Non-whites face other problems: “Numerous studies show that the economic advantages of staying in school are not nearly as great for blacks and Latinos as for whites.” In fact, if a non-white and a white graduate from the same school, with the same qualifications, the non-white often gets more job offers.
Finally, we learn that although conservatives may say anti-poverty programs, compensatory education, and affirmative action have failed to raise up blacks, the real problem is that they weren’t really tried. The notion that welfare encourages illegitimacy is hopelessly wrong; it is poverty that makes unwed women have babies.
Having disposed of the heritability of intelligence and the race/IQ question, the second half of the book is an explanation of how government could make America more equal — by taking money from people who have it and giving it to those who don’t. The authors grudgingly concede that there are already some policies that help the poor but complain, for example, that people actually have to have a taxable income before they can benefit from the earned income tax credit. They want handouts for the poor, centralized wage negotiations, and dream of a “system that encouraged employers to hire more, rather than fewer, workers.” This was tried in the Soviet Union. Only people who seem not to have noticed could write the following two sentences in sequence:
Many egalitarian policies stimulate and reward energy and initiative. If American law encouraged higher rates of unionization, more jobs would pay a decent wage.
There doesn’t seem to be much that government can’t do. After it has stimulated initiative through egalitarian policies, it can stimulate old people: “[C]ognitive skills keep changing over the life course and are changed by experience. Policy can intervene here by, for example, increasing older people’s opportunities for intellectual stimulation.”
For people not in the Berkeley sociology department, it is instructive to learn what these people think. Unfortunately, they are unusual only in their explicitness and in their willingness to carry egalitarian ideas to logical conclusions. In piecemeal fashion, ideas like theirs have seeped into popular consciousness and inform not only “liberalism” but much of what passes for political discourse.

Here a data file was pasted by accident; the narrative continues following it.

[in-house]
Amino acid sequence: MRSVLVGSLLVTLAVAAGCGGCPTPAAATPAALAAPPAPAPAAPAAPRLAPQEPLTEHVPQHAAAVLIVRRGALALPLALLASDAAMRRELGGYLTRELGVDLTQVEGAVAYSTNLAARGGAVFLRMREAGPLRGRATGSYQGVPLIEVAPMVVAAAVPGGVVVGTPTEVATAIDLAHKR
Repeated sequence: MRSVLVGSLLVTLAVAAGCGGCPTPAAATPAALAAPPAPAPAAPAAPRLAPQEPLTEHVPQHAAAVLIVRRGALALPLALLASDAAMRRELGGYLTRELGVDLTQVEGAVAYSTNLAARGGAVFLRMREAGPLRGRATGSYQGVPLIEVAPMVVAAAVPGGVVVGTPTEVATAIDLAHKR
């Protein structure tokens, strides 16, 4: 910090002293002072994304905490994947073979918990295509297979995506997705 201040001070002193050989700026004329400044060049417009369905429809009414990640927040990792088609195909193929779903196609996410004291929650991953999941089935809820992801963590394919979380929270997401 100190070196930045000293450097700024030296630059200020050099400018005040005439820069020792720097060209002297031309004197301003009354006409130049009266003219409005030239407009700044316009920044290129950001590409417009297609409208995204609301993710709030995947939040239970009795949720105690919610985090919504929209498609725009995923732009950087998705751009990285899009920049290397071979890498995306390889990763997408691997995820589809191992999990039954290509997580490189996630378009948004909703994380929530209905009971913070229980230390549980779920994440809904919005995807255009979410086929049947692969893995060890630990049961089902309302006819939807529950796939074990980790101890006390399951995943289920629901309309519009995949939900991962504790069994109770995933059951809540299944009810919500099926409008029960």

Still, only people with doctorates in sociology are likely to write: “As for the structure of inequality, individuals’ native abilities are largely irrelevant.” How many business owners, athletes, musicians, authors, or even jail-birds and Bowery bums would agree with that? For some people, the more they study, the less they seem to know.
|IN THE NEWS|
O Tempora, O Mores!
Fish Swim, Birds Fly
In October, there were race riots in St. Petersburg, Florida. Two white policemen stopped two black men who were speeding in a stolen car. The driver refused to obey repeated orders to roll down his windows, which were so heavily tinted it was impossible to see into the car. Despite repeated warnings to open his windows and to keep the car still, the driver lurched the car forward, bumping one of the officers four times. The officer, who saw this as an attempt to run him over, finally fired through the windshield, killing the driver.
When word of the incident got out, blacks burned 28 buildings, including a police substation, a post office, and a community center established to provide government services to the neighborhood. In at least one case, rioters looted an Asian-owned store but spared black-owned businesses on either side. Blacks burned police and news vehicles, and attacked passing whites. When rioters started stoning firemen, fire trucks withdrew and a number of buildings were left to burn. At least 11 people were injured and 20 were arrested.
On the day after the riots, young blacks paraded on the street corner where the shooting took place, bearing signs that said, “Stop the genocide,” and “You can’t kill us all.” The mayor of St. Petersburg reported that race relations had never been worse in the city, and called for a federal civil rights investigation. The police chief declared a 72-hour emergency and both the state police and National Guard were put on alert.
The next month, when a grand jury decided that the white officer had been justified in killing the driver, blacks rioted again attacking passing whites, and firing shots at the police. One officer was hit in the leg and the co-pilot of a police helicopter was hit in the arm. A black separatist group called the National People’s Democratic Uhuru Movement, which has called for death for the white police officers, had been urging violence if there were no criminal charges. Things would have been worse if 200 police in riot gear had not been deployed in advance of the grand jury’s decision.